Canada’s Senate has passed Bill C-11 (Online Streaming Act), which critics refer to as “the internet censorship bill,” along with several amendments.
The bill passed in the third reading with 43 votes in favor and 15 against, which means it is now inching ever closer to becoming law since in the next step it goes back to the House of Commons, which will consider the amendments.
Related: Canadian Senator blasts censorship bill
The government proposed the bill as a way to amend the Broadcasting Act by modifying Canada’s broadcasting policy, and give the Canadian Radio-Television and Telecommunications Commission (CRTC) new powers as a regulator.
Opponents of the bill, including Conservative politicians and advocacy groups, however, see it as a way to increase the government’s ability to censor online speech it dislikes.
The effort to bring this legislation to life in Canada has quite a story behind it: initially, the Online Streaming Act, then known as Bill C-10, passed in the House of Commons in June 2021 but failed in the Senate.
It made a comeback as Bill C-11 in February 2022, got cleared by the House in June, and finally last week made it through the Senate.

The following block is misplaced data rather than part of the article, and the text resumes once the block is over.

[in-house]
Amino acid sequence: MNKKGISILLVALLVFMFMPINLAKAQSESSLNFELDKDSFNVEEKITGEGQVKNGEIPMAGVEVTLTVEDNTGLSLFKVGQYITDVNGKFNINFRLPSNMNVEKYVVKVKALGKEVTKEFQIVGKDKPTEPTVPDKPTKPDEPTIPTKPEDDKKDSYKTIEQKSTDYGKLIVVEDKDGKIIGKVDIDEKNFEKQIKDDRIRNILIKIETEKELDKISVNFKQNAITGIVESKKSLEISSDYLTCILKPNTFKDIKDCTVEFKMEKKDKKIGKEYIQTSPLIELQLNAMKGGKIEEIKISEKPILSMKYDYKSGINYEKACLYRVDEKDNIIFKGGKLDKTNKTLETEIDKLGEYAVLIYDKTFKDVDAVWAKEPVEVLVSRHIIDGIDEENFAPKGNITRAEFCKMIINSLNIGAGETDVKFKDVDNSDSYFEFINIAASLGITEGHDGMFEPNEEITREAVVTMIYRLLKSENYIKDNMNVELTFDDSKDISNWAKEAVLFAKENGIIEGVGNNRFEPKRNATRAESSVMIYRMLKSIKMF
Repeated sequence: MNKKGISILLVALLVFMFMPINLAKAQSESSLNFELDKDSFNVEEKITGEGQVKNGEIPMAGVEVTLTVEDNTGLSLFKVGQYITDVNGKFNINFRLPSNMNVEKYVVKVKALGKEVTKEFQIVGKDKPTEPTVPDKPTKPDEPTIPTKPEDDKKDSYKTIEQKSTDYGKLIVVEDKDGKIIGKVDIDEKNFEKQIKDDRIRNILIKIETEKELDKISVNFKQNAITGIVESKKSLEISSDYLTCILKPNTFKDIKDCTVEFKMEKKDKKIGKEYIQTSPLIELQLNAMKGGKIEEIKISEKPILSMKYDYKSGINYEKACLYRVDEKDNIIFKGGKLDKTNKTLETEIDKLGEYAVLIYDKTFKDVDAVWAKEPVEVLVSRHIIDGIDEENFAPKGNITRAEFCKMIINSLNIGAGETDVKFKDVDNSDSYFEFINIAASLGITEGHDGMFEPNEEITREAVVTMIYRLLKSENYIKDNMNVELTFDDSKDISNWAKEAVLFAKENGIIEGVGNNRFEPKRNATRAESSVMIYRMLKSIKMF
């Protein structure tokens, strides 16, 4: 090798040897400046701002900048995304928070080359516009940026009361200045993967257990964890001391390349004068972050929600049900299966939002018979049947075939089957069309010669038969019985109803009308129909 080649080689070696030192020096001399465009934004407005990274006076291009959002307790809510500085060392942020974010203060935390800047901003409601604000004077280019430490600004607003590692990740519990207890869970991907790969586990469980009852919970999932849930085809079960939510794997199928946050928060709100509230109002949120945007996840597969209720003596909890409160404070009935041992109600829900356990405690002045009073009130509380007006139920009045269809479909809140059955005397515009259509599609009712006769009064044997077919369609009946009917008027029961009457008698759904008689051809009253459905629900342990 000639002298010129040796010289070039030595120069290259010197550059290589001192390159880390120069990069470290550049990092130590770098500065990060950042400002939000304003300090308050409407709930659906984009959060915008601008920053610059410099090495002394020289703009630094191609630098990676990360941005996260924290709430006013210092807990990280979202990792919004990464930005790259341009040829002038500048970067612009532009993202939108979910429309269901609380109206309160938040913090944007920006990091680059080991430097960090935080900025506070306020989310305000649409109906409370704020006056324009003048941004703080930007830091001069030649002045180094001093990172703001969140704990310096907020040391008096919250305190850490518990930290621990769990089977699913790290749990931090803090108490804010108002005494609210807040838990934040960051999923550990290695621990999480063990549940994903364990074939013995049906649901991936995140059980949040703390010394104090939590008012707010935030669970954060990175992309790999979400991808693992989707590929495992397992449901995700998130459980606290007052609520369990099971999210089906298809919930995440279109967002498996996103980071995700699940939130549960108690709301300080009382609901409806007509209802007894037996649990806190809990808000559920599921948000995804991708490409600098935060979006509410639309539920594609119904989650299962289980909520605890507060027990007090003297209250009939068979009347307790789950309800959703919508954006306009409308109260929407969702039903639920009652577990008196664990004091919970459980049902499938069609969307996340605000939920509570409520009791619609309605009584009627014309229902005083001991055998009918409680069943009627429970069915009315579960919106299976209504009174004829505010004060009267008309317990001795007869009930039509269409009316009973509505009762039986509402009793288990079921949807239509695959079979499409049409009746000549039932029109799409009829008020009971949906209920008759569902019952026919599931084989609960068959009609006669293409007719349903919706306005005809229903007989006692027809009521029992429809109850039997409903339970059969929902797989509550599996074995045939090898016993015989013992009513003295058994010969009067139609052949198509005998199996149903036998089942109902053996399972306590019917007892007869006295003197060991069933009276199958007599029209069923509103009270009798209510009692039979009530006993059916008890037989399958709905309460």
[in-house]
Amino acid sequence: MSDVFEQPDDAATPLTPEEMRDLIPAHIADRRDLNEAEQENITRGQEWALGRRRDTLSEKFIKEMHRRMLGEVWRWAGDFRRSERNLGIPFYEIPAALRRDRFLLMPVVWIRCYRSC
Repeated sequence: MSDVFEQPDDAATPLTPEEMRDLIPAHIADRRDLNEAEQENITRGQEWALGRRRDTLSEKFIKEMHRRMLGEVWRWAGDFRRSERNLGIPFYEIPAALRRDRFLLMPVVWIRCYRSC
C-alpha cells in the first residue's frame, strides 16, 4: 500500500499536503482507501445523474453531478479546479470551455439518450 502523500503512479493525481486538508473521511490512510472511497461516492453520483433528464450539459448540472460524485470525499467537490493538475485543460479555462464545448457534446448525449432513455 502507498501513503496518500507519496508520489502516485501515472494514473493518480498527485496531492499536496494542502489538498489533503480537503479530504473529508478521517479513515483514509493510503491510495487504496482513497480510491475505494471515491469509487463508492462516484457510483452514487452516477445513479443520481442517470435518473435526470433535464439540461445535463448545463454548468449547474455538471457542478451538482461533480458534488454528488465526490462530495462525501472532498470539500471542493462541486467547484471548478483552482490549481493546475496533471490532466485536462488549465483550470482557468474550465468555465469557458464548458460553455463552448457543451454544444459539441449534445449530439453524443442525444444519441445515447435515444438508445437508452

Reacting to the latest vote on the bill, Conservative Senator Denis Batters took to Twitter to slam both the legislative institution – calling it (Prime Minister) Justin Trudeau’s “fake ‘independent’ Senate,” while referring to the bill itself as “awful.”
Supporters believe that once it becomes law, the bill will be beneficial for legacy media competing with digital outlets, and improve the “discoverability of Canadian content” on major international platforms.
Opponents, however, think that the CRTC will gain broad new powers without proper oversight by either the government or parliament.
Justice Centre for Constitutional Freedoms founder and president John Carpay says that the goal of the bill, on the face of it, is not the issue, since it is supposed to give the CRTC authority over companies like Netflix, Disney, and similar giants.
However, that authority will not end there, Carpay said, trotting out the same statement that has been made for months.
“Rather, the OSA (Online Streaming Act) will empower the CRTC to assume jurisdiction via regulation over any ‘program’ (audio or audiovisual online content) that is ‘monetizable’ because it ‘directly or indirectly generates revenues’,” Carpay added.
And that, according to him, includes private citizens.
“In the long run, the CRTC could end up regulating much of the content posted on major social media, even where the content is generated or uploaded by religious, political, and charitable nonprofits,” Carpay commented.